Background Coronary perforation (CP) during chronic total occlusion percutaneous coronary intervention for stable angina (CTO-PCI) is a rare but serious event. The evidence base is limited and the long-term effects unclear.
Methods Data analysed from the British Cardiovascular Intervention Society dataset on all CTO-PCI procedures performed in England and Wales between 2006 and 2013. Multivariate logistic regressions and propensity scores were used to identify predictors of CP and its association with outcomes.
Results A total of 376 CP were recorded from 26,807 CTO-PCI interventions (incidence of 1.4%) with an increase in frequency during the study period (p=0.012). Patient-related factors associated with an increased risk of CP were age and female gender. Procedural factors indicative of complex CTO intervention strongly related to an increased risk of CP with a close relationship between the number of complex strategies utilised and CP evident (p=0.008 for trend). Tamponade occurred in 16.6% and emergency surgery in 3.4% of cases. Adverse outcomes were frequent in those patients with perforation including bleeding, transfusion, MI and death. A legacy effect of perforation on mortality was evident, with an odds ratio for 12 month mortality of 1.60 for perforation survivors compared to matched non-perforation survivors without a CP (p<0.0001).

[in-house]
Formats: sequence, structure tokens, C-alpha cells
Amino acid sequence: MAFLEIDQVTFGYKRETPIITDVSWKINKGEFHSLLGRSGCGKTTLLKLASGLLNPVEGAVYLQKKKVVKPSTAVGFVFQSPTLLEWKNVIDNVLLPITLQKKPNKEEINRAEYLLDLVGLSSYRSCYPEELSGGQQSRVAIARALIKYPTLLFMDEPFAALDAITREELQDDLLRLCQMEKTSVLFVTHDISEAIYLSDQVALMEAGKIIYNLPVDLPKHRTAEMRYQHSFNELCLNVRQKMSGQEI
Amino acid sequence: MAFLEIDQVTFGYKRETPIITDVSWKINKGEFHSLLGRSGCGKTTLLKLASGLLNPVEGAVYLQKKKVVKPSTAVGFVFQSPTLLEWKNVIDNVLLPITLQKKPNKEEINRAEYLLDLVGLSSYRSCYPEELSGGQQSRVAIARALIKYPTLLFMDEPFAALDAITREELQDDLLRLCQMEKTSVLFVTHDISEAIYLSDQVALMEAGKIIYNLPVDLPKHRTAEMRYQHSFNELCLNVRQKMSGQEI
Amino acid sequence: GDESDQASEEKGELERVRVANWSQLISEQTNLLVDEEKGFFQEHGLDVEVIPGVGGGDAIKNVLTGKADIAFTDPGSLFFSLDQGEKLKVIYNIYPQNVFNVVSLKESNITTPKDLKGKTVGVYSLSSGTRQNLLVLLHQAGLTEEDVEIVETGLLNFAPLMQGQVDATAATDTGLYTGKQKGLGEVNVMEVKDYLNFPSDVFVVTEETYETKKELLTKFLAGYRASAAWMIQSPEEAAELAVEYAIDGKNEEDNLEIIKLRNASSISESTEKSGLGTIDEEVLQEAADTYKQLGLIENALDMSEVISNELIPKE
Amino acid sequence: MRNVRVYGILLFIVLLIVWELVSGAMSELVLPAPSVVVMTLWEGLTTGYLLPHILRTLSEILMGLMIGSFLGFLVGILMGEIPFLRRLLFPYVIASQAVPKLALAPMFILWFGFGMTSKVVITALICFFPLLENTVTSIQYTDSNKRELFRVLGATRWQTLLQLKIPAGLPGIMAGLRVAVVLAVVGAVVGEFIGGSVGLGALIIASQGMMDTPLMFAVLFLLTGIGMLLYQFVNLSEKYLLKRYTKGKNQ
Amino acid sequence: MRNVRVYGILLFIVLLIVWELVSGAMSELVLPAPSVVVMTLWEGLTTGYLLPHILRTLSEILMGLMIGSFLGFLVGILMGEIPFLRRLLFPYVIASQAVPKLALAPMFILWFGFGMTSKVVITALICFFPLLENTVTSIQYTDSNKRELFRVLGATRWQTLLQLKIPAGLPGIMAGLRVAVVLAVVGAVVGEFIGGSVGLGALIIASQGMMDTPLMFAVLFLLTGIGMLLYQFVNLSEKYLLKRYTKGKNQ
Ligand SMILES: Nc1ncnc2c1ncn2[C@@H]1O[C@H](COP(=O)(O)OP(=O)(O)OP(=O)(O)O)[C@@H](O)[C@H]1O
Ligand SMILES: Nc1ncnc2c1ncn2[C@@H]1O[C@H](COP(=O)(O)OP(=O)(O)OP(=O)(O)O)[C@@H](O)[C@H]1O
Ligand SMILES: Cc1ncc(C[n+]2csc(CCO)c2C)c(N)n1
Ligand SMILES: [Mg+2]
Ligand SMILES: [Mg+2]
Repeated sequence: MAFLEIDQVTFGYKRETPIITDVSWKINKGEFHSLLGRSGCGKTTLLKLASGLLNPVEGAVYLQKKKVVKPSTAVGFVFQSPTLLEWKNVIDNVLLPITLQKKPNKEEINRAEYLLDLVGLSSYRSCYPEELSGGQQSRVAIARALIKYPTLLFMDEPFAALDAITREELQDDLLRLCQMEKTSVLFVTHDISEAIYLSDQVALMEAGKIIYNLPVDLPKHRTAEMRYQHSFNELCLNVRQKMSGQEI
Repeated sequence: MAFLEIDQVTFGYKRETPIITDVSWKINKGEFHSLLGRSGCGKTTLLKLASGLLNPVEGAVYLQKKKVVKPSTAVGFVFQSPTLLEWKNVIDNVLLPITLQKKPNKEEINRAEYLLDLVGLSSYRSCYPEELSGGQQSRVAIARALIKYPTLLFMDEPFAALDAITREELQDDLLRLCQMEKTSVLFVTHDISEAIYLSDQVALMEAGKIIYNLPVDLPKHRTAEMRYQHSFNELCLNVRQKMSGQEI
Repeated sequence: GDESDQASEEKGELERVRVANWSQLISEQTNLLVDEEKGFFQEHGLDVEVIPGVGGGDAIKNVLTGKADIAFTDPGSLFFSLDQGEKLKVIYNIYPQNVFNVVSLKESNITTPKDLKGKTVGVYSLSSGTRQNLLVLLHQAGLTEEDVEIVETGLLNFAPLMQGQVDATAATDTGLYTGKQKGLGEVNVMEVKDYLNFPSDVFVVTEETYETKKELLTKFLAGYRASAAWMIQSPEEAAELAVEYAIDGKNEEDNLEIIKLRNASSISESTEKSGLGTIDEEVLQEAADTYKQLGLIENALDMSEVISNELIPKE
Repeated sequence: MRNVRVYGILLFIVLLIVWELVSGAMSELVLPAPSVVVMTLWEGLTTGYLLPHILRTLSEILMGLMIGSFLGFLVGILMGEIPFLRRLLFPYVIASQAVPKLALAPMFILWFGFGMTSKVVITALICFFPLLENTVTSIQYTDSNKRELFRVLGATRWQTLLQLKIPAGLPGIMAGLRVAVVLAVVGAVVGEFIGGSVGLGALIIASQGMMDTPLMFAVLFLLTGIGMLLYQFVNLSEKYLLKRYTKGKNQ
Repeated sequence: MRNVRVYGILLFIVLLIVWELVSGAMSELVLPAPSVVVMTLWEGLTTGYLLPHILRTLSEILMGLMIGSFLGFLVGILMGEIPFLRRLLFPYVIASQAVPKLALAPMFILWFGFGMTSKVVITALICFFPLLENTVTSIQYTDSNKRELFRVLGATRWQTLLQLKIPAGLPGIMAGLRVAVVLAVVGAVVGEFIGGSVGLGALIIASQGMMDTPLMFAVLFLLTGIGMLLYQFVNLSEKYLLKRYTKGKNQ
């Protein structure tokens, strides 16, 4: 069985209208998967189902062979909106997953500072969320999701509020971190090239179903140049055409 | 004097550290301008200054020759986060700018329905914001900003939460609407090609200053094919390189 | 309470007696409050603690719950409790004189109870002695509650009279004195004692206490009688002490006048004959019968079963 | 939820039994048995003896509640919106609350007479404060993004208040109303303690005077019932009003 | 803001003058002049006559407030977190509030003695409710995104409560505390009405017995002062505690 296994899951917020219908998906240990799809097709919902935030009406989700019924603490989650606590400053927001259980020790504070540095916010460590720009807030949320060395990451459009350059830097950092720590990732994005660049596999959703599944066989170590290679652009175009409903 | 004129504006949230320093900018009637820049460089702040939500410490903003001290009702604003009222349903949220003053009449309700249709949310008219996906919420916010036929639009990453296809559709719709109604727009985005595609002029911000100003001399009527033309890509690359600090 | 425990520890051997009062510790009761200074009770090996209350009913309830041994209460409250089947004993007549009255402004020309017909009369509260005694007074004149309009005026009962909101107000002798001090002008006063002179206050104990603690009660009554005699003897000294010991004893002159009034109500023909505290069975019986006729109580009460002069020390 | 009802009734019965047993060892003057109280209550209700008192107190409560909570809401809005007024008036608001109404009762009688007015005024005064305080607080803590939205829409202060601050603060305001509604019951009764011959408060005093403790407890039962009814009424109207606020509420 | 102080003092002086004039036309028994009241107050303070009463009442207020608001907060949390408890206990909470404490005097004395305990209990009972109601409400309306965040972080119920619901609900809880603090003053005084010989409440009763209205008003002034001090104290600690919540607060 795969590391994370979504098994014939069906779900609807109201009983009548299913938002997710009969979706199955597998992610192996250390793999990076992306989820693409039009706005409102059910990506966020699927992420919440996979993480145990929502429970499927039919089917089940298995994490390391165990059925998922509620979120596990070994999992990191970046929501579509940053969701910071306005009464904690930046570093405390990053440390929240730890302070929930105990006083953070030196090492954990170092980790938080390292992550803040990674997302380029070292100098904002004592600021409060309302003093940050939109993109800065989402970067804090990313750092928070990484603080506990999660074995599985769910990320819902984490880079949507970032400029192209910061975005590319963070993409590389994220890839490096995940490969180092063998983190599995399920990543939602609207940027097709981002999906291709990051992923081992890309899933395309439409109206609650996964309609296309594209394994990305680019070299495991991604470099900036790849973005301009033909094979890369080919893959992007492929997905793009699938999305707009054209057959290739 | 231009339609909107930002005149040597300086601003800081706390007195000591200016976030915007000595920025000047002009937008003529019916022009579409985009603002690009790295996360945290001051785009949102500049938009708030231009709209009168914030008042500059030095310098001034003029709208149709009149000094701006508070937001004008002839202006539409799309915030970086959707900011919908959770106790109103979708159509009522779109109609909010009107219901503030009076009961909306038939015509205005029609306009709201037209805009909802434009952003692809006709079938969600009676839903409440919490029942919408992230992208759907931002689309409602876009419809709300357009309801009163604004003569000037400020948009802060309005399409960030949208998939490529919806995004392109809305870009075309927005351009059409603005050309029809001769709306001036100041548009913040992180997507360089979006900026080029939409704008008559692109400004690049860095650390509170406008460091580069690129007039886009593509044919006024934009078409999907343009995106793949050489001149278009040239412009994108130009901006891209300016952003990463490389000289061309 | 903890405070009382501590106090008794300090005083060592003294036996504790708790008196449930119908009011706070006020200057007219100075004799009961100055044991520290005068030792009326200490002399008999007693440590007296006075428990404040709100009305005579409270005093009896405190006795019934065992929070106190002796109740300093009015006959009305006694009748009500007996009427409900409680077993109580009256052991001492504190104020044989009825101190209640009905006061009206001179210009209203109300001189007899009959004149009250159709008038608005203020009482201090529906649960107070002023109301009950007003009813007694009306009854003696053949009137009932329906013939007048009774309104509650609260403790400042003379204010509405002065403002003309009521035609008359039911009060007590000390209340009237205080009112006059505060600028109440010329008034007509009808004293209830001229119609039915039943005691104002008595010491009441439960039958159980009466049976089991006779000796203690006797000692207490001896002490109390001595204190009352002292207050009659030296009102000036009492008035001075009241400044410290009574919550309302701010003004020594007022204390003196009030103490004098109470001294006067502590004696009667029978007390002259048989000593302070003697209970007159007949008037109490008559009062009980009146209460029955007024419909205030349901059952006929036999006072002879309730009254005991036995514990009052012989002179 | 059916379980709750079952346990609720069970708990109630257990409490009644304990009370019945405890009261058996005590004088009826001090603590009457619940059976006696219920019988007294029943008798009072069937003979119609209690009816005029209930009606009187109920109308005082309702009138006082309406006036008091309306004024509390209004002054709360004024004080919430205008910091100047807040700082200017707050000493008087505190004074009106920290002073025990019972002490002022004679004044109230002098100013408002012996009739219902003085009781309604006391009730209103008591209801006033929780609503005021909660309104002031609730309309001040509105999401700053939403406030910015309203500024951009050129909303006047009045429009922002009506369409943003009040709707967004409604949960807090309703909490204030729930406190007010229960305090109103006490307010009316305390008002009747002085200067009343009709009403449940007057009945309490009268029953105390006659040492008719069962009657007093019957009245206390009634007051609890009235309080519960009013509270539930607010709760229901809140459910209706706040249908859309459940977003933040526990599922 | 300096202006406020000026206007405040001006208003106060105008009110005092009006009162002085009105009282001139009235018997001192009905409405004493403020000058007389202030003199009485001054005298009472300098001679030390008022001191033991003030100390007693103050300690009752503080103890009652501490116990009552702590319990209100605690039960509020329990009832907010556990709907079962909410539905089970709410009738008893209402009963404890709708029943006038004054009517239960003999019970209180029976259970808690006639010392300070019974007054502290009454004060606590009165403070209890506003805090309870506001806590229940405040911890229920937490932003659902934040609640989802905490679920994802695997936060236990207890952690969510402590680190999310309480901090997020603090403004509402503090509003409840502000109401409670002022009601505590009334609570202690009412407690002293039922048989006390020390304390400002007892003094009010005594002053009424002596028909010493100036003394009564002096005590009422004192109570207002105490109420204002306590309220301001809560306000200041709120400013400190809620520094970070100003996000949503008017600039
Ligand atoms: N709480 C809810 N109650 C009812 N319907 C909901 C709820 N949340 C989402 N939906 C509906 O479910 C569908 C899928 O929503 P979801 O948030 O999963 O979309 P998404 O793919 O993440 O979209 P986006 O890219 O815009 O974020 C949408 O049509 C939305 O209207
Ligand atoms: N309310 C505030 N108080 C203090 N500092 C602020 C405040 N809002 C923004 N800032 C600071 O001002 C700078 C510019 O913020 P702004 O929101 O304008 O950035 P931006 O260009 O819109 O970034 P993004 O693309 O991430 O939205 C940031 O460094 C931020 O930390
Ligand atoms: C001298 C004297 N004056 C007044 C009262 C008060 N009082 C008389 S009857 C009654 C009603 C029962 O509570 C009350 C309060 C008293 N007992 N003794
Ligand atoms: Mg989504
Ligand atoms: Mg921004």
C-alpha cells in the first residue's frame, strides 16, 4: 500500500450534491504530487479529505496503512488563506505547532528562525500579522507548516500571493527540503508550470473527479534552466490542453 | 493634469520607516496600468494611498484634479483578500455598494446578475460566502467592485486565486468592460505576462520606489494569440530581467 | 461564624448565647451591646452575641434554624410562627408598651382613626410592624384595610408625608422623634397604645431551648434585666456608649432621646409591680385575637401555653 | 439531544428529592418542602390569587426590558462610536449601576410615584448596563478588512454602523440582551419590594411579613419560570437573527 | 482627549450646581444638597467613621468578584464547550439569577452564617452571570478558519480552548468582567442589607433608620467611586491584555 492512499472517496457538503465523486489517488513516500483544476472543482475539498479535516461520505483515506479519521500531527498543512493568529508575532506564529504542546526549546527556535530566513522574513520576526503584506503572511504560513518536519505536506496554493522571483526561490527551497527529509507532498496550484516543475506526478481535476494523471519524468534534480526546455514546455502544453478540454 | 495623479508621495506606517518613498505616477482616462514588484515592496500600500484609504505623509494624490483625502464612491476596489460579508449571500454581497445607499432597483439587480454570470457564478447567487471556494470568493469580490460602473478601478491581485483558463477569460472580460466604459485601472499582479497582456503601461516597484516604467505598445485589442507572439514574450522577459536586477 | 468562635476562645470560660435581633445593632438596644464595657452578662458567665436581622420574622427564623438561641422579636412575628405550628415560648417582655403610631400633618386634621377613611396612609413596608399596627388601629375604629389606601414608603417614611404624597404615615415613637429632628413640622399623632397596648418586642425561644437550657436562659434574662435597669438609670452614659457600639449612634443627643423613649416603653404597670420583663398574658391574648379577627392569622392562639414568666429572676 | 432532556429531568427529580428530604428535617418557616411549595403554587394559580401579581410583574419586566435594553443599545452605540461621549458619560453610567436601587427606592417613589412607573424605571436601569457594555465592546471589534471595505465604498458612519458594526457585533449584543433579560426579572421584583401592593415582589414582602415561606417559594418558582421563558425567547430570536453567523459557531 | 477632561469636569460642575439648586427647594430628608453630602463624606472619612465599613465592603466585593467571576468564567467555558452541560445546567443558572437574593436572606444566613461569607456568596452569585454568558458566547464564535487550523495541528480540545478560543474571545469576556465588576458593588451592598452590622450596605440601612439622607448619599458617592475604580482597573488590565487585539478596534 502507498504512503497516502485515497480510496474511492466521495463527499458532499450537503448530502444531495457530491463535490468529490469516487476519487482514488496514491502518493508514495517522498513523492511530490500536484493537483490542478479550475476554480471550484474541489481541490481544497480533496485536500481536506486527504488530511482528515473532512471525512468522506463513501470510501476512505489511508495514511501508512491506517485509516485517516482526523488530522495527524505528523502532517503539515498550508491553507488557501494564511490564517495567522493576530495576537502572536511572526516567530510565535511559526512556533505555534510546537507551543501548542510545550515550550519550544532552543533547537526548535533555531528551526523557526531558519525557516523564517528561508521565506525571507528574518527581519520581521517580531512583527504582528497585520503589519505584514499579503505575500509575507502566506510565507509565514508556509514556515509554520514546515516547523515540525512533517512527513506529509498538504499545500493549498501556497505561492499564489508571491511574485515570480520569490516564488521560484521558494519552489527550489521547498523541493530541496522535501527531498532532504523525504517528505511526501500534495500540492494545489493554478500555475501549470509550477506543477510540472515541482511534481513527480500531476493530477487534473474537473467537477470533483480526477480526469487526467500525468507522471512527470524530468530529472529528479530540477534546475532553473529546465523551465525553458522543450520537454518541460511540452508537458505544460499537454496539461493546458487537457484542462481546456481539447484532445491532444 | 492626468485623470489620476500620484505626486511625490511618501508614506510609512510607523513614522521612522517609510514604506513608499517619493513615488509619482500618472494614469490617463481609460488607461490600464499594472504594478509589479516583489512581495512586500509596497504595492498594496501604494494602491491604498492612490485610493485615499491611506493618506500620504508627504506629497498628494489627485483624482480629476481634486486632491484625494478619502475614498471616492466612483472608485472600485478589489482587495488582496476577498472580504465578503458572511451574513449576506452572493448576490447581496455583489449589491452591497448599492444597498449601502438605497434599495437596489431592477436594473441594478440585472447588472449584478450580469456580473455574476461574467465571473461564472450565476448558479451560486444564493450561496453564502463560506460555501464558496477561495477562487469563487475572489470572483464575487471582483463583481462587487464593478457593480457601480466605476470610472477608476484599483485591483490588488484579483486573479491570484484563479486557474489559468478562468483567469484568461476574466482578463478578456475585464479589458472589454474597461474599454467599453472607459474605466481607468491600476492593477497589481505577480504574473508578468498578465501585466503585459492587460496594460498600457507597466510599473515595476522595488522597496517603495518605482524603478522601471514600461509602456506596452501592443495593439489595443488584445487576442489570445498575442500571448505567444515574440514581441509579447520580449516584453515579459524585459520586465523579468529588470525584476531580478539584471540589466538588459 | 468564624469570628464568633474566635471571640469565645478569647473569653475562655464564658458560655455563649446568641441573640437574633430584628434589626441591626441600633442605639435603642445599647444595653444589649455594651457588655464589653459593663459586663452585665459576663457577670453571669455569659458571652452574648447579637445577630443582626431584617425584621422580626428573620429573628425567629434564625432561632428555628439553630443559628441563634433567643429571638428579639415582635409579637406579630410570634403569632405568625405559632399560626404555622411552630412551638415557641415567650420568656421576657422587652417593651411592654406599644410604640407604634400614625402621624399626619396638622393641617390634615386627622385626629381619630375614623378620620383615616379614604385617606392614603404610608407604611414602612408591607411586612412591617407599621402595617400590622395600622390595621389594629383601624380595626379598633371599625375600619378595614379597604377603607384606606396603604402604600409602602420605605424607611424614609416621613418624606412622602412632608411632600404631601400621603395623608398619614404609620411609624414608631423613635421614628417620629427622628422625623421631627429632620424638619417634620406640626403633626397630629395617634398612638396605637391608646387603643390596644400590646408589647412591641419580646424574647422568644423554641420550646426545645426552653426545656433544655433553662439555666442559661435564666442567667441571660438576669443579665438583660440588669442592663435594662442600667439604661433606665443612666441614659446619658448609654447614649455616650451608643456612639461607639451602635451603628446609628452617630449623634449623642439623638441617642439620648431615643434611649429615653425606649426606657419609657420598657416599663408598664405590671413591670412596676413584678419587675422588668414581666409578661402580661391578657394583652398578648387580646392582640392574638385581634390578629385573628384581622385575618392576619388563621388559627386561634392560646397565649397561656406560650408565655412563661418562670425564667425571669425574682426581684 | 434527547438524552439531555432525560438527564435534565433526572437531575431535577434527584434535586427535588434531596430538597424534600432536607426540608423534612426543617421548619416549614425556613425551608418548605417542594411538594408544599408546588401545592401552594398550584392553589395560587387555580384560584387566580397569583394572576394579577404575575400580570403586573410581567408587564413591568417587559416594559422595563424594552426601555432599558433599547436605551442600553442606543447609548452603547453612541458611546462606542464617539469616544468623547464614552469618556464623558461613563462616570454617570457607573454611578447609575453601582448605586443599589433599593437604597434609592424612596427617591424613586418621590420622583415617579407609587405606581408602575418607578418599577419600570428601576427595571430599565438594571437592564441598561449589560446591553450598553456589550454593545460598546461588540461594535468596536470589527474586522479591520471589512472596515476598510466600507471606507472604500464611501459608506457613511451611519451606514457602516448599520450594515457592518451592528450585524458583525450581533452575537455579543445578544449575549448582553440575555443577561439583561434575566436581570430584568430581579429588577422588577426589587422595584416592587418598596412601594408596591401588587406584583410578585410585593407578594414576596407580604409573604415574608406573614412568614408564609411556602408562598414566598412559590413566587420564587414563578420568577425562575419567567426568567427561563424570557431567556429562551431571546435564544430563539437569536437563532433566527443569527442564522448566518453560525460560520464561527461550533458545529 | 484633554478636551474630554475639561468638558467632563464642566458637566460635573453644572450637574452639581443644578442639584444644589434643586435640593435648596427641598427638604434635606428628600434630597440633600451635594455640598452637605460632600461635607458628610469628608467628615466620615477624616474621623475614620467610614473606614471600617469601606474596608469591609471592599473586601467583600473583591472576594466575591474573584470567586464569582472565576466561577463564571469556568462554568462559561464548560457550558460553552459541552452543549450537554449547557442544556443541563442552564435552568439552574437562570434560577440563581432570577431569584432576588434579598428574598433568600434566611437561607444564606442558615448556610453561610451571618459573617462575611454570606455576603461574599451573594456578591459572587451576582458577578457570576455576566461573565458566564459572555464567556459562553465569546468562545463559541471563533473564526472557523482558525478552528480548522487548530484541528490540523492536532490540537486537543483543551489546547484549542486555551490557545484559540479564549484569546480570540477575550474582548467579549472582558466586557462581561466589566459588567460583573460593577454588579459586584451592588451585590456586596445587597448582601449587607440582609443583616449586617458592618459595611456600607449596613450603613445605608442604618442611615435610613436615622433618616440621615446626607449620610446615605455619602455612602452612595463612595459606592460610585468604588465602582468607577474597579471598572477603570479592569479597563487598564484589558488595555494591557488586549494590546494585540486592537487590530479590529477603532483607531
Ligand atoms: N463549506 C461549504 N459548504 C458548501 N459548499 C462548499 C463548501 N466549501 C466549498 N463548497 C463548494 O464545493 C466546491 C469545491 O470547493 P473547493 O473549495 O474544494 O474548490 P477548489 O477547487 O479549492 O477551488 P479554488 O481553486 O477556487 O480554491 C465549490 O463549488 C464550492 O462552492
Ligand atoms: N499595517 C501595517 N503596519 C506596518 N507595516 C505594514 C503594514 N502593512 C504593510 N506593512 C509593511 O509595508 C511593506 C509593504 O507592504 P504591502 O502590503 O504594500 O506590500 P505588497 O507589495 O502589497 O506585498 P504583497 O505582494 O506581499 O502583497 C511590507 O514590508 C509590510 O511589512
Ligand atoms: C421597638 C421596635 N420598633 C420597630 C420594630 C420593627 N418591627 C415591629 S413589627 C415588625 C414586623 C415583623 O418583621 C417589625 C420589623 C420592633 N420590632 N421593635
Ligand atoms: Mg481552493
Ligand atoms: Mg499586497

Conclusions Many of the factors associated with an increased risk of CP were related to CTO complexity. Perforation was associated with adverse outcomes, with a legacy effect on later mortality after CP also observed.
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